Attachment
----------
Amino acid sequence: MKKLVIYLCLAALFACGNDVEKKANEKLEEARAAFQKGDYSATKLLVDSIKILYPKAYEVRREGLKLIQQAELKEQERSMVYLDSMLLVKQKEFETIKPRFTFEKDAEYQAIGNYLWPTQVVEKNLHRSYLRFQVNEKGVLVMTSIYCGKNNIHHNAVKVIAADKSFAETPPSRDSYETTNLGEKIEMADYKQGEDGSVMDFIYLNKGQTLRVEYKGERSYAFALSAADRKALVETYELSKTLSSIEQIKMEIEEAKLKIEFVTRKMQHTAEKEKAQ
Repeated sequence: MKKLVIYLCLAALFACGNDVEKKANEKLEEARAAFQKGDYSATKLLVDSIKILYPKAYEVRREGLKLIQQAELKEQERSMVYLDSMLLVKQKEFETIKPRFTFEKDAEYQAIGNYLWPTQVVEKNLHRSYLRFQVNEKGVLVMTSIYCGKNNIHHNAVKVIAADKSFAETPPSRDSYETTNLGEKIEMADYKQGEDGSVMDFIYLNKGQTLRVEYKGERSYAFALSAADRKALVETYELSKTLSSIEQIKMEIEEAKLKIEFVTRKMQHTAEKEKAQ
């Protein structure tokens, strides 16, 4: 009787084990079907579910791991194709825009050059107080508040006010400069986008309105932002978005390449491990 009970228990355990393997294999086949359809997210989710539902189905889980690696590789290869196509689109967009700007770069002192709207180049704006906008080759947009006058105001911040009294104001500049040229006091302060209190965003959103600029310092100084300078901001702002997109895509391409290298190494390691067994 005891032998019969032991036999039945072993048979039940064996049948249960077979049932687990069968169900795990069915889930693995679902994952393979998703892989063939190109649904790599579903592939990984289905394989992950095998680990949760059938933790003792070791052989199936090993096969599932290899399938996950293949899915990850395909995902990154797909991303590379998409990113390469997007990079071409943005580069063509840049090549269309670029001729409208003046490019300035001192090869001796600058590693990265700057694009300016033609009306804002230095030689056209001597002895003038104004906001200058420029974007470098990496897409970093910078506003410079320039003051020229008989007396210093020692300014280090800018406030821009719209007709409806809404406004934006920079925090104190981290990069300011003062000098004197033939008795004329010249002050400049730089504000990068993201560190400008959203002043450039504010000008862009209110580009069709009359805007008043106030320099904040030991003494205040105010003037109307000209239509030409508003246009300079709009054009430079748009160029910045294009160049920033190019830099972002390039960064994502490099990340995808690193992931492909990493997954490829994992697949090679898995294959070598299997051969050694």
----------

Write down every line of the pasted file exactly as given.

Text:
Amino acid sequence: MKKLVIYLCLAALFACGNDVEKKANEKLEEARAAFQKGDYSATKLLVDSIKILYPKAYEVRREGLKLIQQAELKEQERSMVYLDSMLLVKQKEFETIKPRFTFEKDAEYQAIGNYLWPTQVVEKNLHRSYLRFQVNEKGVLVMTSIYCGKNNIHHNAVKVIAADKSFAETPPSRDSYETTNLGEKIEMADYKQGEDGSVMDFIYLNKGQTLRVEYKGERSYAFALSAADRKALVETYELSKTLSSIEQIKMEIEEAKLKIEFVTRKMQHTAEKEKAQ
Repeated sequence: MKKLVIYLCLAALFACGNDVEKKANEKLEEARAAFQKGDYSATKLLVDSIKILYPKAYEVRREGLKLIQQAELKEQERSMVYLDSMLLVKQKEFETIKPRFTFEKDAEYQAIGNYLWPTQVVEKNLHRSYLRFQVNEKGVLVMTSIYCGKNNIHHNAVKVIAADKSFAETPPSRDSYETTNLGEKIEMADYKQGEDGSVMDFIYLNKGQTLRVEYKGERSYAFALSAADRKALVETYELSKTLSSIEQIKMEIEEAKLKIEFVTRKMQHTAEKEKAQ
């Protein structure tokens, strides 16, 4: 009787084990079907579910791991194709825009050059107080508040006010400069986008309105932002978005390449491990 009970228990355990393997294999086949359809997210989710539902189905889980690696590789290869196509689109967009700007770069002192709207180049704006906008080759947009006058105001911040009294104001500049040229006091302060209190965003959103600029310092100084300078901001702002997109895509391409290298190494390691067994 005891032998019969032991036999039945072993048979039940064996049948249960077979049932687990069968169900795990069915889930693995679902994952393979998703892989063939190109649904790599579903592939990984289905394989992950095998680990949760059938933790003792070791052989199936090993096969599932290899399938996950293949899915990850395909995902990154797909991303590379998409990113390469997007990079071409943005580069063509840049090549269309670029001729409208003046490019300035001192090869001796600058590693990265700057694009300016033609009306804002230095030689056209001597002895003038104004906001200058420029974007470098990496897409970093910078506003410079320039003051020229008989007396210093020692300014280090800018406030821009719209007709409806809404406004934006920079925090104190981290990069300011003062000098004197033939008795004329010249002050400049730089504000990068993201560190400008959203002043450039504010000008862009209110580009069709009359805007008043106030320099904040030991003494205040105010003037109307000209239509030409508003246009300079709009054009430079748009160029910045294009160049920033190019830099972002390039960064994502490099990340995808690193992931492909990493997954490829994992697949090679898995294959070598299997051969050694």